Raise your hand if you remember
The Daily. Back when the iPad still had a 30-pin connection port, Apple teamed up with News Corp. to bring a new type of publication to the burgeoning tablet market featuring exclusive, interactive content, rich animations, and touch-focused games. It cost a buck a week or $40 a year and was delivered to Apple’s Newsstand app on the iPad each morning.
The biggest problem with The Daily was that it was too middle-of-the-road. Even after the early bugs were squashed, The Daily’s content was too generic to find a dedicated audience, a death knell in today’s 24/7 news culture. But Apple hasn’t given up on making subscription news a feature on iPhones and iPads. Just last month Apple announced it had acquired
magazine delivery app Texture, and according to a new report from
Mark Gurman at Bloomberg, a “premium subscription” news service is on the way.
If you hadn’t heard of Texture before Apple gobbled it up, the service offers all-you-can-read access to hundreds of magazines for $10 a month (Macworld among them). The service is among the most popular apps in both the
Google Play and iOS
App stores, with thousands of five-star ratings.
Gurman says Apple is working on integrating Texture technology into
Apple News, a free reader app that launched as part of iOS 9 in 2015. According to his sources, an upgraded News app will debut within the next year with a new subscription component, with a slice of the revenue going to publishers. If it all sounds familiar to Apple’s Newsstand app, that’s because it kind of is. Apple has already tried to offer subscriptions to newspapers and magazines through iOS, but this new approach has a whole lot more going for it.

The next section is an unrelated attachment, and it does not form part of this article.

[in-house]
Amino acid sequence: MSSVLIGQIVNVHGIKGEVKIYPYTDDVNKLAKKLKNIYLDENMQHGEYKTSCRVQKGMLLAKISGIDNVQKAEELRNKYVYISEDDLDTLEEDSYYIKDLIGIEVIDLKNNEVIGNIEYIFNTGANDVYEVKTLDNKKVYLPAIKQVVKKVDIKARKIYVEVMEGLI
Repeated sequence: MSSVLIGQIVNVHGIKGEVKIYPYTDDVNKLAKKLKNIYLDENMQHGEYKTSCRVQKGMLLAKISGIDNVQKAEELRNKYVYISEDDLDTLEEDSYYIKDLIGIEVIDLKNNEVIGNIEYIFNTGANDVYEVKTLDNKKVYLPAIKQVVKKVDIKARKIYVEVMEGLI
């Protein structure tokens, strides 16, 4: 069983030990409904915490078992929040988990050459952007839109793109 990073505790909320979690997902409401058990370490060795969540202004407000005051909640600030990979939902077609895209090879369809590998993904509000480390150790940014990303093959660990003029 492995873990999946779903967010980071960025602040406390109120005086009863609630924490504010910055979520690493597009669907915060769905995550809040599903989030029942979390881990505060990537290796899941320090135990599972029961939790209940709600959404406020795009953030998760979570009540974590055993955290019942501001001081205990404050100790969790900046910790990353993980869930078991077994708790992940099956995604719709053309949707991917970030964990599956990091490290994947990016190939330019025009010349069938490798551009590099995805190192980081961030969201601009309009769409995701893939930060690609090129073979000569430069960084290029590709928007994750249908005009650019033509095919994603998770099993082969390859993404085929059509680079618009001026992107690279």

All the news that’s fit for pixels
If Apple follows the Texture model for the new Apple News, it could be a groundbreaking initiative for publications. While Texture is a popular service, building a subscription model for news into every iPhone and iPad would give publishers tremendous visibility, and pairing it with the excellent (and free) News app would let users get a taste of what their $10 will buy.
Unlike the Newsstand delivery method, readers wouldn’t have to buy magazines piecemeal, so an Apple news service would expose users to a whole library of content they might not normally read. Also, since Texture is largely a glorified PDF reader, magazines need to be downloaded before they can be read, and there’s no real interactivity within them. If Apple incorporates its new service into the News platform, articles would be rich and animated, and like Apple Music, Apple could suggest articles and publications based on your reading habits, spotlight trending stories, and create “playlists” of like-minded articles.
Beyond Texture, there isn’t a subscription news service that does for articles what Netflix and Hulu do for movies and TV shows. With exclusive content, engaging design, and a simple interface, Apple could simultaneously create and own a digital news service that combines Texture’s interface with Apple’s
smart layout design and focus on breaking news. It would be like Google Reader on steroids. Rather than targeting single users, Apple could create a service that appeals to a wide variety of readers, no matter what kind of content they crave.
But the killer feature would be cross-platform compatibility. While Apple doesn’t yet offer an Android version of its News app, Texture is available in the Google Play Store, much like Beats Music was when Apple
bought the company back in 2014. Even when it shuttered Beats Music to launch Apple Music a year later, it made a version for the Play Store that’s just as good as the iOS one. I suspect an all-you-can-read Apple service would be just as popular on Android as iOS, especially as publishers look for an alternative to Facebook.
The Daily was a good concept that was poorly executed and too limited in scope and audience to succeed. With a new subscription service, Apple has a chance to make things right. And it just might work.
Michael Simon has been covering Apple since the iPod was the iWalk. His obsession with technology goes back to his first PC—the IBM Thinkpad with the lift-up keyboard for swapping out the drive. He's still waiting for that to come back in style tbh.